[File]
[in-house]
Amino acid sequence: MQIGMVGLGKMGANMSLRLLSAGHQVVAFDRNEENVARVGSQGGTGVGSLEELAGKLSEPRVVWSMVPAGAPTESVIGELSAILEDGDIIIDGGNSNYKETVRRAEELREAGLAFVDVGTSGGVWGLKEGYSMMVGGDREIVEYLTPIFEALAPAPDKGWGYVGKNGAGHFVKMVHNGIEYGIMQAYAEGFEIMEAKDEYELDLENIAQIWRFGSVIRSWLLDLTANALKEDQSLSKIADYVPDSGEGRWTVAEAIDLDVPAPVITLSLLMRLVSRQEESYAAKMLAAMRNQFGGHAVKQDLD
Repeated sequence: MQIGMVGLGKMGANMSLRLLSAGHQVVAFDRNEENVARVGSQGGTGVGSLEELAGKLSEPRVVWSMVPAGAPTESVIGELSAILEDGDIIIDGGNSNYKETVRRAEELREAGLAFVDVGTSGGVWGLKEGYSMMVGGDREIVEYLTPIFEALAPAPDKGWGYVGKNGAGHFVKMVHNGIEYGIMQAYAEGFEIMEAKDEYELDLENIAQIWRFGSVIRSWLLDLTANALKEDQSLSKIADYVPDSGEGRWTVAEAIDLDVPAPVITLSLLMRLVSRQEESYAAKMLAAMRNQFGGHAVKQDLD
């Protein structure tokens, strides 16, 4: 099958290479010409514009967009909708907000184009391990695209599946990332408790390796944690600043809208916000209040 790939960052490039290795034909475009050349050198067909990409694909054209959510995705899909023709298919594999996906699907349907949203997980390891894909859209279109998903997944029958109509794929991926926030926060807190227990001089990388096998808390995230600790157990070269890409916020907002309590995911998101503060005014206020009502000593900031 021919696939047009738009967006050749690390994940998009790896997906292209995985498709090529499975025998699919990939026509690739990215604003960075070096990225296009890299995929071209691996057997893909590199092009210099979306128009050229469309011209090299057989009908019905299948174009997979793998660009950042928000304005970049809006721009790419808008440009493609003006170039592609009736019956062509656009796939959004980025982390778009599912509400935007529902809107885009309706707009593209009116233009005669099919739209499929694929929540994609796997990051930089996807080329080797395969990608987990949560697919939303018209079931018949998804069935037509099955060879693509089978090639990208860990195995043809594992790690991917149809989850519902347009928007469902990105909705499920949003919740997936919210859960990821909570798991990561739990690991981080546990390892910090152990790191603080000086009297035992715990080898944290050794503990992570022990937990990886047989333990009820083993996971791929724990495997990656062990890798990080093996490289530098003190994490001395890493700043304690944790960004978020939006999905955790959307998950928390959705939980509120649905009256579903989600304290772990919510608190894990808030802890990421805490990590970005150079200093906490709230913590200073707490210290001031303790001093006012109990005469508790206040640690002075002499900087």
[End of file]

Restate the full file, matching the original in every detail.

[in-house]
Amino acid sequence: MQIGMVGLGKMGANMSLRLLSAGHQVVAFDRNEENVARVGSQGGTGVGSLEELAGKLSEPRVVWSMVPAGAPTESVIGELSAILEDGDIIIDGGNSNYKETVRRAEELREAGLAFVDVGTSGGVWGLKEGYSMMVGGDREIVEYLTPIFEALAPAPDKGWGYVGKNGAGHFVKMVHNGIEYGIMQAYAEGFEIMEAKDEYELDLENIAQIWRFGSVIRSWLLDLTANALKEDQSLSKIADYVPDSGEGRWTVAEAIDLDVPAPVITLSLLMRLVSRQEESYAAKMLAAMRNQFGGHAVKQDLD
Repeated sequence: MQIGMVGLGKMGANMSLRLLSAGHQVVAFDRNEENVARVGSQGGTGVGSLEELAGKLSEPRVVWSMVPAGAPTESVIGELSAILEDGDIIIDGGNSNYKETVRRAEELREAGLAFVDVGTSGGVWGLKEGYSMMVGGDREIVEYLTPIFEALAPAPDKGWGYVGKNGAGHFVKMVHNGIEYGIMQAYAEGFEIMEAKDEYELDLENIAQIWRFGSVIRSWLLDLTANALKEDQSLSKIADYVPDSGEGRWTVAEAIDLDVPAPVITLSLLMRLVSRQEESYAAKMLAAMRNQFGGHAVKQDLD
């Protein structure tokens, strides 16, 4: 099958290479010409514009967009909708907000184009391990695209599946990332408790390796944690600043809208916000209040 790939960052490039290795034909475009050349050198067909990409694909054209959510995705899909023709298919594999996906699907349907949203997980390891894909859209279109998903997944029958109509794929991926926030926060807190227990001089990388096998808390995230600790157990070269890409916020907002309590995911998101503060005014206020009502000593900031 021919696939047009738009967006050749690390994940998009790896997906292209995985498709090529499975025998699919990939026509690739990215604003960075070096990225296009890299995929071209691996057997893909590199092009210099979306128009050229469309011209090299057989009908019905299948174009997979793998660009950042928000304005970049809006721009790419808008440009493609003006170039592609009736019956062509656009796939959004980025982390778009599912509400935007529902809107885009309706707009593209009116233009005669099919739209499929694929929540994609796997990051930089996807080329080797395969990608987990949560697919939303018209079931018949998804069935037509099955060879693509089978090639990208860990195995043809594992790690991917149809989850519902347009928007469902990105909705499920949003919740997936919210859960990821909570798991990561739990690991981080546990390892910090152990790191603080000086009297035992715990080898944290050794503990992570022990937990990886047989333990009820083993996971791929724990495997990656062990890798990080093996490289530098003190994490001395890493700043304690944790960004978020939006999905955790959307998950928390959705939980509120649905009256579903989600304290772990919510608190894990808030802890990421805490990590970005150079200093906490709230913590200073707490210290001031303790001093006012109990005469508790206040640690002075002499900087």